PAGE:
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21 It is a felony in Pennsylvania to carry “a firearm in a vehicle…without a valid and lawfully issued license….”227 In the state of Washington, [a] person shall not carry or place a loaded pistol in any vehicle unless the person has a license to carry a concealed pistol and: (i) the pistol is on the licensee’s person, (ii) the licensee is within the vehicle at all times that the pistol is there, or (iii) the licensee is away from the vehicle and the pistol is locked within the vehicle and concealed from view from outside the vehicle.228 4. Licensee’s Obligation to Keep a Firearm Out of Sight and Secured As discussed in the preceding section, in some states it is illegal to carry a loaded firearm in a motor vehicle. In most states, when transporting a firearm in a motor vehicle, a licensee must keep the firearm out of sight and secured. Section 25400 of the California Penal Code, which applies to the unlawful possession of a concealed weapon (which is lawful when a person is licensed to carry a concealed weapon), allows a person over the age of 18 to trans- port a firearm that is capable of being concealed when the “firearm is within a motor vehicle and it is locked in the vehicle’s trunk or in a locked container in the vehicle.”229 A person having a valid permit in Tennessee to carry a handgun may transport and store a firearm or ammunition in the permit holder’s vehicle as long as the firearm or ammunition is kept “from ordinary observation” or is secured in the vehicle in the man- ner required by the statute.230 It becomes unlawful for a permit holder in Tennessee to have a firearm in a motor vehicle if the vehicle is owned or leased by a government or private entity that has adopted a written policy prohibiting the possession of firearms or ammunition that are “not required for employ- ment with such a motor vehicle.”231 Finally, many states, as discussed in Section VII.D, prohibit the possession or transportation of specific kinds of firearms.232 In sum, when a traveler is carrying a firearm when en route to an airport, there are several ways that the person, knowingly or unknowingly, could be violating state law. It seems that there is a greater likelihood of an infraction of state law if an individual is carrying a firearm in a motor vehicle without a license to carry a firearm or to carry a concealed firearm; the firearm is loaded and not out of sight and is accessible to the individual carrying the firearm (e.g., is not locked in a separate compartment in the vehicle), or the motor vehicle is owned or controlled by a person, other than the one carrying the firearm, who has not consented to the presence of a firearm in the vehicle. IV. STATE LAWS ON THE POSSESSION OF A FIREARM IN A MOTOR VEHICLE IN A PUBLIC OR PRIVATE PARKING FACILITY A. Introduction Although there are undoubtedly many options for parking at or near one of the nation’s airports, motorists may park their vehicle in parking facili- ties that airports own or operate or in parking facili- ties that airports lease to a private concessionaire. As an alternative, motorists may park in other pri- vately or publicly owned facilities near an airport. As with the transportation of a firearm in a motor vehicle, state statutes vary on whether it is lawful to leave a firearm in a vehicle in a public or private parking facility. However, as long as a motorist or a passenger complies with the relevant state’s laws, it appears that most states allow an individual to leave a firearm in a motor vehicle in a parking lot owned by the state or a unit of local government, including at airports. B. State Laws that Apply to the Possession of Firearms in Publicly Owned or Leased Parking Facilities 1. States Prohibiting Firearms in Publicly Owned or Leased Parking Facilities A few states prohibit a firearm in a vehicle that is parked in a publicly owned or leased parking facil- ity. In Oklahoma, it is not lawful to carry a handgun on property set aside by a government authority for parking.233 In West Virginia, a person may keep a lawful firearm in a motor vehicle in municipal pub- lic parking facilities as long as the vehicle is locked and the firearm is “out of view.”234 A municipality may, however, prohibit individuals having a license to carry a concealed handgun from possessing a fire- arm on municipally owned or operated property.235 227 18 pA. Cons. stAt. § 6106(a)(1) (2015). See also 18 pA. Cons. stAt. §§ 6106(b)(11)–(15) (stating exceptions). 228 WAsh. rev. Code Ann. § 9.41.050(2)(a) (LexisNexis 2015). 229 CAl. penAl Code § 25610(a)(1) (Deering 2015). See also CAl. penAl Code § 16850 (Deering 2015) (defining the term “locked container”). 230 tenn. Code Ann. §§ 39-17-3113(a)(1), (2) (2015). 231 tenn. Code Ann. §§ 39-17-1307(e)(1), 39-17-1307(2) (B)(i), 39-17-1307(ii) (2015). 232 miCh. Comp. lAWs serv. §§ 750.227(1), 750.227(2), 750.227c(1)(a) (LexisNexis 2015)); see also miCh. Comp. lAWs serv. § 750.228(1) (LexisNexis 2015) (lawful trans- portation of a firearm greater than 26 in. in length). 233 oklA. stAt. tit. 21, § 12277(B) (2015). 234 W. vA. Code Ann. § 8-12-5a(b)(3) (LexisNexis 2015). 235 W. vA. Code Ann. § 8-12-5a(b)(4) (LexisNexis 2015).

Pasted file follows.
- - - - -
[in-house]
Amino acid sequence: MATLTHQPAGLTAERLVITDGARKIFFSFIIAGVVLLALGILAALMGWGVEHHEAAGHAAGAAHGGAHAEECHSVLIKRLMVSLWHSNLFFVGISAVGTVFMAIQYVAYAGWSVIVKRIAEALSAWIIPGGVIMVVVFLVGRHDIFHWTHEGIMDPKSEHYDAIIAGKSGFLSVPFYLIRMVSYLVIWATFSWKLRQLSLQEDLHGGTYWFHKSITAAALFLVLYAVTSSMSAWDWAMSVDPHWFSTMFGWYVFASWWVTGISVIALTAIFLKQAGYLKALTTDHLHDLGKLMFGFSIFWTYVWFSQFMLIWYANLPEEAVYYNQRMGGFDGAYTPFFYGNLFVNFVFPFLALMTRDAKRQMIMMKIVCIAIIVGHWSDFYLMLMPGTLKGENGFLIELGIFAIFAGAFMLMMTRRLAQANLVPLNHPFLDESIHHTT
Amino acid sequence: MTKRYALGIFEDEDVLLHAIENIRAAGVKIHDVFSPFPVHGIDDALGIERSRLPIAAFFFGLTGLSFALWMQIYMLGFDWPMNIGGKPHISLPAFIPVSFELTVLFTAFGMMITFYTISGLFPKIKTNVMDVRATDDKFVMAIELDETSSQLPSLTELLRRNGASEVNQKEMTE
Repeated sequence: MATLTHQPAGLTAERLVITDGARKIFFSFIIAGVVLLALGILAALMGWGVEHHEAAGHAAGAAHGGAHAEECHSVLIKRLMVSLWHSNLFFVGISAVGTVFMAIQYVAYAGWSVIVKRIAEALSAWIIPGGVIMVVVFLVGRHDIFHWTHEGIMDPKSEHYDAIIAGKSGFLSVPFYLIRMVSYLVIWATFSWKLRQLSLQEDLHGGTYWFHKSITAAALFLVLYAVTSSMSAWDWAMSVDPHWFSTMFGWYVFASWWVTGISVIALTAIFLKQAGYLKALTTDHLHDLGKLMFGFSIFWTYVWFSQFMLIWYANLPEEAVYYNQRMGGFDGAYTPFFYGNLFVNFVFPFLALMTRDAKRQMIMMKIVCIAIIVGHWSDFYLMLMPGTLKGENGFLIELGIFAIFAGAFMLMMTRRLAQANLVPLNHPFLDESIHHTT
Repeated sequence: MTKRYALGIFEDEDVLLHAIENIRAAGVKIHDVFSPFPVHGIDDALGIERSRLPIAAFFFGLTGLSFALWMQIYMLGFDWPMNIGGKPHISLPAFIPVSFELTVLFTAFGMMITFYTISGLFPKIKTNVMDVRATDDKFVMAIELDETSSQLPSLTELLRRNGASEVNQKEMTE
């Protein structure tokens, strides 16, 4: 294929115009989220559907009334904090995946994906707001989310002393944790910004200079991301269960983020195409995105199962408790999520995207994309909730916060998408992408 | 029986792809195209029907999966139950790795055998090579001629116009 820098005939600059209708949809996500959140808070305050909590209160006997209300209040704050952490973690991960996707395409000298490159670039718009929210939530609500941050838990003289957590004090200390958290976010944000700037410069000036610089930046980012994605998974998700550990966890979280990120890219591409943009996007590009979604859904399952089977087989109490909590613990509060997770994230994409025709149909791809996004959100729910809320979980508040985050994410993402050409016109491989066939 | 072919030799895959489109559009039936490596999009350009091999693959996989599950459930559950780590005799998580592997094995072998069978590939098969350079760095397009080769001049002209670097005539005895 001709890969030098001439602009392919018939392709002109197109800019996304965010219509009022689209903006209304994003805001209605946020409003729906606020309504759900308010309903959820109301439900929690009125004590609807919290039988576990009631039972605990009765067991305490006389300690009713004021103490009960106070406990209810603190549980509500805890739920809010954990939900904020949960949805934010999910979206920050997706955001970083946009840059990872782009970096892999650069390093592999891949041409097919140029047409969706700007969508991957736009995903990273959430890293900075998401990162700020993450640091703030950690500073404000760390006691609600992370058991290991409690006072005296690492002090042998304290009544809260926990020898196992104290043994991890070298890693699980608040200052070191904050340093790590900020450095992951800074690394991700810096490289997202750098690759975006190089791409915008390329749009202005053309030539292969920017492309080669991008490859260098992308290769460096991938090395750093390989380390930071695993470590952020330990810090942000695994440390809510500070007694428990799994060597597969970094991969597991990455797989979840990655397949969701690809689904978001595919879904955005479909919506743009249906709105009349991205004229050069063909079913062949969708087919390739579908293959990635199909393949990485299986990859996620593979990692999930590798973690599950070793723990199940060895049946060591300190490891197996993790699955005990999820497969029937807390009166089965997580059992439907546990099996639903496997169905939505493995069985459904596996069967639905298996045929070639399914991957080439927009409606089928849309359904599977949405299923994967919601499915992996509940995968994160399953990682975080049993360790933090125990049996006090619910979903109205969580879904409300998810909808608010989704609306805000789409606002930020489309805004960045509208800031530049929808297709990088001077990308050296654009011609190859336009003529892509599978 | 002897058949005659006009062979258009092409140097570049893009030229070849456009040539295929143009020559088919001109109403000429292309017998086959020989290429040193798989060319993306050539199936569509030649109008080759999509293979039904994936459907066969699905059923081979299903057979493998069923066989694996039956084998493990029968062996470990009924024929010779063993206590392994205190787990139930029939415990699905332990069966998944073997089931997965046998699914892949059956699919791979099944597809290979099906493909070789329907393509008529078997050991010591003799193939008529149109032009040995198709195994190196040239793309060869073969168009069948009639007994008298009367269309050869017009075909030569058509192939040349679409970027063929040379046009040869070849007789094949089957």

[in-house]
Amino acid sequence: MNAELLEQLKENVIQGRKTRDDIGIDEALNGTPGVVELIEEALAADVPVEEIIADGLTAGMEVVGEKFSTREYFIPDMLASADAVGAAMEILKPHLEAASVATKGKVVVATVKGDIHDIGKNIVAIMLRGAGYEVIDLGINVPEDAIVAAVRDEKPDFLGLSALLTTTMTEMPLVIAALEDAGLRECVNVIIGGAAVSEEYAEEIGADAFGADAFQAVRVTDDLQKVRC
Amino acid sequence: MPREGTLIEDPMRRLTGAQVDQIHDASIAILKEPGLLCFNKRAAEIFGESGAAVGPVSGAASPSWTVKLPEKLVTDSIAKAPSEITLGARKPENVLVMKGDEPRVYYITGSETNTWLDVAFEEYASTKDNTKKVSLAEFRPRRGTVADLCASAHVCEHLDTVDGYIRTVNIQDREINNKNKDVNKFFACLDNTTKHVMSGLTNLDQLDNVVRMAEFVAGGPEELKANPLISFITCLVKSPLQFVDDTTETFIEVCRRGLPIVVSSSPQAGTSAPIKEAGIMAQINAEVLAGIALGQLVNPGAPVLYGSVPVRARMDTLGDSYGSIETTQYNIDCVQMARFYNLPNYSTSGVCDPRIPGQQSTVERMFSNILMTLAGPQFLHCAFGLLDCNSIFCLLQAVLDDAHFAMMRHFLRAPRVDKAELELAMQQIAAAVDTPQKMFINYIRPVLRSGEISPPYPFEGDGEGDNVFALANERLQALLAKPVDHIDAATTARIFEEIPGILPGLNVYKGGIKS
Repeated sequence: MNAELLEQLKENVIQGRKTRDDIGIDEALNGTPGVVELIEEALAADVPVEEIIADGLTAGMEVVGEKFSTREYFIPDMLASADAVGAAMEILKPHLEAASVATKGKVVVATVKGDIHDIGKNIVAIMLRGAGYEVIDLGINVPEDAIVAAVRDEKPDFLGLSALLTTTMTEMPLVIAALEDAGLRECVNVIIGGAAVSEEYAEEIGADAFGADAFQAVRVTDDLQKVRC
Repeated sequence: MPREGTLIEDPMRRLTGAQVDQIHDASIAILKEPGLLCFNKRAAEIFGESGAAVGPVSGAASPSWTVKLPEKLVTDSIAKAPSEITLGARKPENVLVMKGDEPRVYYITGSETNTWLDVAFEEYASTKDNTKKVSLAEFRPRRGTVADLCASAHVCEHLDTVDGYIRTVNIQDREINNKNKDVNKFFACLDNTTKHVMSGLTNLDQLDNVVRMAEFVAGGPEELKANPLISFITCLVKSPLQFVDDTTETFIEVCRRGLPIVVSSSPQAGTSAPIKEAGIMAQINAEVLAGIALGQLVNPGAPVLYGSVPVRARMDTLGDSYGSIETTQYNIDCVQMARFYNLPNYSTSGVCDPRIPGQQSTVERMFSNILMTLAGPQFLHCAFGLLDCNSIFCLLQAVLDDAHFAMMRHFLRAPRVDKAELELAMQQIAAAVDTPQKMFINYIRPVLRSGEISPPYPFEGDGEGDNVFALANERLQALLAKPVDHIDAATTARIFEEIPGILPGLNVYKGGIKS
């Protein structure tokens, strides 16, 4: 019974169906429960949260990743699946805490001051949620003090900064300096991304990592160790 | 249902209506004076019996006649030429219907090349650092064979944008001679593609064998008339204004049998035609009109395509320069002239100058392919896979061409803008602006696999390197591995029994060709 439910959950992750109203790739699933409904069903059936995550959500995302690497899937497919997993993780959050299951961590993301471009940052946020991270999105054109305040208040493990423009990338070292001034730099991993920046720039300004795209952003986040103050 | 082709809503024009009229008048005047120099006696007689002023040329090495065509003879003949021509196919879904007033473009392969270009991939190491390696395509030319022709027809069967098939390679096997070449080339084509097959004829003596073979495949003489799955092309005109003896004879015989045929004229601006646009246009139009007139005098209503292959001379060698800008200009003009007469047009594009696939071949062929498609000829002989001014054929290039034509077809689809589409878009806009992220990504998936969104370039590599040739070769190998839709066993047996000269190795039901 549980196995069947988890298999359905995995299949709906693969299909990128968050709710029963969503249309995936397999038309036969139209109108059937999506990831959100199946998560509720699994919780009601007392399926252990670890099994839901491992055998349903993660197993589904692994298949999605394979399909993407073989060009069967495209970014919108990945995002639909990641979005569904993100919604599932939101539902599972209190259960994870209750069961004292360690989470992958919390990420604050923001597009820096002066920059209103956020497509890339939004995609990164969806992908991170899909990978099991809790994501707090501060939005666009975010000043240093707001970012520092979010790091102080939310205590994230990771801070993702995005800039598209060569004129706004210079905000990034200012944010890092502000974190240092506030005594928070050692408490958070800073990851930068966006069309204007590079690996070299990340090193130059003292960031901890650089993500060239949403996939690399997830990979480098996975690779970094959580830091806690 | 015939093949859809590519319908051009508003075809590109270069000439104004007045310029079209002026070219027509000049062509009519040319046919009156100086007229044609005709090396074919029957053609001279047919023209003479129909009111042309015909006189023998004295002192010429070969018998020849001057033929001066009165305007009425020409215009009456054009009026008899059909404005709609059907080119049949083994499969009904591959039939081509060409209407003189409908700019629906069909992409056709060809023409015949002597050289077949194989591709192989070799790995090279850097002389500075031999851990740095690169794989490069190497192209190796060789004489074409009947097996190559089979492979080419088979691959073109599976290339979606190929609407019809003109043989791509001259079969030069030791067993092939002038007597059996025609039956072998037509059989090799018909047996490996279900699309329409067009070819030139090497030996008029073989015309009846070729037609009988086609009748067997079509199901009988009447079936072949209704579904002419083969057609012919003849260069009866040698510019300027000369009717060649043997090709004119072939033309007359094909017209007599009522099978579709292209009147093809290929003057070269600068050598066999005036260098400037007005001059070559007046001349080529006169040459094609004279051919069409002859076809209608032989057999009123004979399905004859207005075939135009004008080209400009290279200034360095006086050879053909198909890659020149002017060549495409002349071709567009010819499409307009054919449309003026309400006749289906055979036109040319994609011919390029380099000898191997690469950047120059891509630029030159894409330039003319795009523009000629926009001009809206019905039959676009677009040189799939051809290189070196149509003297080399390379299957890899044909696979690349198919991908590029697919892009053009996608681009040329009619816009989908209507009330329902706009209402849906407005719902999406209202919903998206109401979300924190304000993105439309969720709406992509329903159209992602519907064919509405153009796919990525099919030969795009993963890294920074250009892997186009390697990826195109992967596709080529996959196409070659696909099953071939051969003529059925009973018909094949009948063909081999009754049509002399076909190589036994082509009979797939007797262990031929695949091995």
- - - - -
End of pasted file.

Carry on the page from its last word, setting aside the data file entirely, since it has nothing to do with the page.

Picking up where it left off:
22 2. States Not Prohibiting Firearms in Publicly Owned or Leased Parking Facilities As discussed in Section V, although it may not be lawful for a person to possess a firearm in a publicly owned or leased building, in many states it is lawful to have a firearm in a vehicle in a parking lot in or on the same premises as a publicly owned or leased building.236 Furthermore, if an owner of a vehicle has a permit to carry, it may be lawful for the owner of the vehicle to have a firearm in the vehicle when it is in a parking lot237 and/or if the firearm is out of view and secured as required by the applicable stat- ute.238 For example, in Arkansas, although a private individual may not “knowingly carry or possess a loaded firearm in any publicly owned building,”239 it is permissible for a person with a license to carry a concealed handgun to leave a firearm in the licens- ee’s “locked and unattended motor vehicle in a pub- licly owned and maintained parking lot.”240 Although there are some exceptions noted in the following section, Florida law expressly forbids the imposition of any restrictions on leaving a firearm locked in a motor vehicle in a parking lot: (a) No public or private employer may prohibit any customer, employee, or invitee from possessing any legally owned firearm when such firearm is lawfully possessed and locked inside or locked to a private motor vehicle in a parking lot and when the customer, employee, or invitee is lawfully in such area…. (d) No public or private employer shall prohibit or attempt to prevent any customer, employee, or invitee from entering the parking lot of the employer’s place of business because the customer’s, employee’s, or invitee’s private motor vehi- cle contains a legal firearm being carried for lawful pur- poses, that is out of sight within the customer’s, employee’s, or invitee’s private motor vehicle.241 Some of the exceptions to the above prohibitions are that they do not apply to “[p]roperty owned or leased by a public or private employer or the land- lord of a public or private employer upon which are conducted substantial activities involving national defense, aerospace, or homeland security.”242 In North Carolina, it is unlawful to carry a con- cealed handgun without a concealed handgun per- mit. A person having a handgun permit, however, is not prohibited from keeping a handgun in a closed compartment or container within the person’s locked vehicle when the vehicle is in a parking area that is owned or leased by state government.243 C. State Laws that Apply to the Possession of a Firearm in a Motor Vehicle in Airport Parking Areas In their responses to the survey, 22 airports reported that private individuals may carry fire- arms on other airport property such as parking areas,244 whereas 5 airports stated that firearms are 241 flA. stAt. Ann. §§ 790.251(4)(a),(d) (LexisNexis 2015) (Florida Preservation and Protection of the Right to Keep and Bear Arms in Motor Vehicles Act of 2008) (emphasis added). See also gA. Code Ann. § 16-11-135(b) (2015) (unlawful to condition employment on the prohibi- tion of the right of an employee to enter a parking lot with a firearm when the firearm “is locked out of sight”). 242 flA. stAt. Ann. § 790.251(7)(d) (LexisNexis 2015). 243 N.C. gen. stAt. § 14-269(a)(a2) (2015). 244 Responses of Albuquerque International Sunport Air- port, N.M.; Austin–Bergstrom International Airport, Tex.; Blue Grass Airport, Lexington, Ky.; Casper/Natrona County International Airport, Wyo.; Clinton National/Adams Field Airport, Little Rock, Ark. (citing Ark. Const. art. 2, § 5 and Ark. Code Ann. § 5-73-119(e)); Columbia Metropolitan Air- port, S.C. (stating that firearms may be carried by one hold- ing a concealed weapons permit); Dallas Fort Worth Inter- national Airport, Tex. (stating “only with a permit”); Eppley Airfield Airport (Omaha), Neb.; George Bush Interconti- nental/Houston Airport, Tex.; Gerald R. Ford International Airport, Grand Rapids, Mich.; Grand Forks International Airport, N.D.; Huntsville International–Carl T. Jones Field, Ala.; Laguardia Airport, N.Y. Lincoln Airport–Lincoln 236 miCh. Comp. lAWs serv. § 28.425o(4) (LexisNexis 2015) (stating that premises where licensees may not carry a concealed weapon do not include the premises’ parking areas); minn. stAt. § 624.714(17)(c) (2015) (providing that the owner or operator of a private establishment may not prohibit the lawful carry or possession of firearms in a parking facility or parking area); tex. penAl Code Ann. § 46.035 (2016) (defining, in a section applicable to a holder of a license to carry a handgun, that the term “premises” means a building but not “any public or private driveway, street, sidewalk or walkway, parking lot, parking garage, or other parking area”); Wis. stAt. § 943.13(1m)(c)(4) (2015) (authorizing possession of a firearm that is prohibited in a building, as provided in the statute, in a vehicle in any part of the building used as a parking facility). 237 gA. Code Ann. § 16-11-127(d)(3) (2015) (person with a weapons-carry license not prohibited from having a weapon that is under the possessor’s control in a motor vehicle or that is in a locked compartment when the vehi- cle is in a parking facility); minn. stAt. § 624.714(1)(b) (2015) (permit required to possess or carry a pistol includ- ing in a motor vehicle); Wis. stAt. § 175.60(16) (2015) (per- son having a license to carry a concealed weapon not pro- hibited from having a weapon in a vehicle driven or parked in certain parking facilities). 238 vA. Code Ann. § 18.2-308(c)(10) (2015) (firearm per- missible in a personal private vehicle as long as it is secured in a container or compartment). 239 Ark. Code Ann. § 5-73-122(a)(1) (2015). There are two exceptions not relevant to the digest. See Ark. Code Ann. § 5-73-322 (2015) (applicable to the carrying of a handgun in a university, college, or community college building); Ark. Code Ann. § 5-73-306(5) (2015) (stating that a license to carry a concealed handgun does not authorize any person to carry a concealed handgun into any courthouse, courthouse annex, or other building owned, leased, or regularly used by a county for conducting court proceedings or housing a county office unless otherwise authorized in the statute). 240 Ark. Code Ann. § 5-73-122(A)(3)(C)(i) (2015).